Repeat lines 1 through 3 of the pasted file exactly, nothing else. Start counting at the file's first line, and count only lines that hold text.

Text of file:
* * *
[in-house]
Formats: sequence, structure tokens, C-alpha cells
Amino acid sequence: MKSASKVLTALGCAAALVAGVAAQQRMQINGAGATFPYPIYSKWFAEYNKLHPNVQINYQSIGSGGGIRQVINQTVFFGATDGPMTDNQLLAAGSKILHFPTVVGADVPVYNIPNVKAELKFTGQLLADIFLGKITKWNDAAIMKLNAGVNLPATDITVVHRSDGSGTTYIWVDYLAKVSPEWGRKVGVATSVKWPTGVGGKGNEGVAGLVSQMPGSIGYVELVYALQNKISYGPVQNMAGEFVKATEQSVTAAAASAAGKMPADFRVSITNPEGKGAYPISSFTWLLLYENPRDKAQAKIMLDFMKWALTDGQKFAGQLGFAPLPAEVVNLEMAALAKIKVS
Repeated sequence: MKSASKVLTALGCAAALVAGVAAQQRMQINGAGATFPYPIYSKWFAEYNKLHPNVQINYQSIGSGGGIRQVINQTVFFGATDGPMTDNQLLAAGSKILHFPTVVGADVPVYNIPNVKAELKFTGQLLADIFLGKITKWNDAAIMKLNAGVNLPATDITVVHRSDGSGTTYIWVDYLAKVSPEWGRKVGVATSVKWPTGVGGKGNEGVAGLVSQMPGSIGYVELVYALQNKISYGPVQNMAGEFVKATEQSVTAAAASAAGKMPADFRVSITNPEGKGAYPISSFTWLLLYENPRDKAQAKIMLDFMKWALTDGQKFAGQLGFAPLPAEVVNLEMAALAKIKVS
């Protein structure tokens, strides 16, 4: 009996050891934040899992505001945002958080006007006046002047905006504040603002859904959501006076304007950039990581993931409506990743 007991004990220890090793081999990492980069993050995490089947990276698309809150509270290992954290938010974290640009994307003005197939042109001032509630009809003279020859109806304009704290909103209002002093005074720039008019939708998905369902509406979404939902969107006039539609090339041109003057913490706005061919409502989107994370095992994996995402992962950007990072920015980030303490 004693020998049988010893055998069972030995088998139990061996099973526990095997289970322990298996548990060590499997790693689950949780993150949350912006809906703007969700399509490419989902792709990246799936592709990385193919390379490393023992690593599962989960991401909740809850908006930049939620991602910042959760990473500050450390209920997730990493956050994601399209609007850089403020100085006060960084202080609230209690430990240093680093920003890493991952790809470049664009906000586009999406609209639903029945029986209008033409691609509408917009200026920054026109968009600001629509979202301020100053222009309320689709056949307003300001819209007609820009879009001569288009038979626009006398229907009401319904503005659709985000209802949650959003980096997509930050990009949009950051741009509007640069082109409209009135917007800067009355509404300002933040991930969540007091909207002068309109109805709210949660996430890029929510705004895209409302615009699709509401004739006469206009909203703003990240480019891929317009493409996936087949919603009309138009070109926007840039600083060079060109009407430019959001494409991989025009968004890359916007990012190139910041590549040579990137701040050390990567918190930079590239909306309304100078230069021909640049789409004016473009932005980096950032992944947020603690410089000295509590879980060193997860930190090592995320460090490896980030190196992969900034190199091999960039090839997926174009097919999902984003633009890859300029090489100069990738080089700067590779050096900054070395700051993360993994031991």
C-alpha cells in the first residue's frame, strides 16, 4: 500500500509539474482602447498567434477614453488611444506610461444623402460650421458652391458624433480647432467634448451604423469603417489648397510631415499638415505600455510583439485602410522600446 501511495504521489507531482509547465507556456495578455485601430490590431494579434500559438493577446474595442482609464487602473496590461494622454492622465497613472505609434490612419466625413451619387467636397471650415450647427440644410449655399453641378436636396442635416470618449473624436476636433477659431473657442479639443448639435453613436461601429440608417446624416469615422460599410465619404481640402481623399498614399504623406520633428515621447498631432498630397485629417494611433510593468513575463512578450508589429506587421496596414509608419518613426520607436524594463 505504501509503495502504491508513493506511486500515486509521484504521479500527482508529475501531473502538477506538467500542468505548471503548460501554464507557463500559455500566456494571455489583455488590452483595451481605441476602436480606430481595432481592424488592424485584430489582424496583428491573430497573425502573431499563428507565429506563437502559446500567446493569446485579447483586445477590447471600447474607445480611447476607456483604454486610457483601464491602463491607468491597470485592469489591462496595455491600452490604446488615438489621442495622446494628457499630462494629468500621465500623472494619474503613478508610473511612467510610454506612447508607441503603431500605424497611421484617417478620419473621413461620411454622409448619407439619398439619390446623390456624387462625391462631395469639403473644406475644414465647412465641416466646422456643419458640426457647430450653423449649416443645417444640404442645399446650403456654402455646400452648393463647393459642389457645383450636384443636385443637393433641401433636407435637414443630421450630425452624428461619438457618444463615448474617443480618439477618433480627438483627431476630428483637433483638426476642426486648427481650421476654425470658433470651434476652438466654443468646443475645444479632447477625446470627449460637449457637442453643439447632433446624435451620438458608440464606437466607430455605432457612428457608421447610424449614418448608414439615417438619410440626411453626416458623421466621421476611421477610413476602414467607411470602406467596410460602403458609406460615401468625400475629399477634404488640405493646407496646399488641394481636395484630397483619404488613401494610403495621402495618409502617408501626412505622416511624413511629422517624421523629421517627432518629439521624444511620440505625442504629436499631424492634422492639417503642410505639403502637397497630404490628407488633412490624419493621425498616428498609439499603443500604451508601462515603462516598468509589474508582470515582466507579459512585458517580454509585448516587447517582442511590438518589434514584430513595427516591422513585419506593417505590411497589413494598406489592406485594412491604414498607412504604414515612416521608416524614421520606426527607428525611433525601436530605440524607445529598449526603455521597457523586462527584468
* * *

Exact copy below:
[in-house]
Formats: sequence, structure tokens, C-alpha cells
Amino acid sequence: MKSASKVLTALGCAAALVAGVAAQQRMQINGAGATFPYPIYSKWFAEYNKLHPNVQINYQSIGSGGGIRQVINQTVFFGATDGPMTDNQLLAAGSKILHFPTVVGADVPVYNIPNVKAELKFTGQLLADIFLGKITKWNDAAIMKLNAGVNLPATDITVVHRSDGSGTTYIWVDYLAKVSPEWGRKVGVATSVKWPTGVGGKGNEGVAGLVSQMPGSIGYVELVYALQNKISYGPVQNMAGEFVKATEQSVTAAAASAAGKMPADFRVSITNPEGKGAYPISSFTWLLLYENPRDKAQAKIMLDFMKWALTDGQKFAGQLGFAPLPAEVVNLEMAALAKIKVS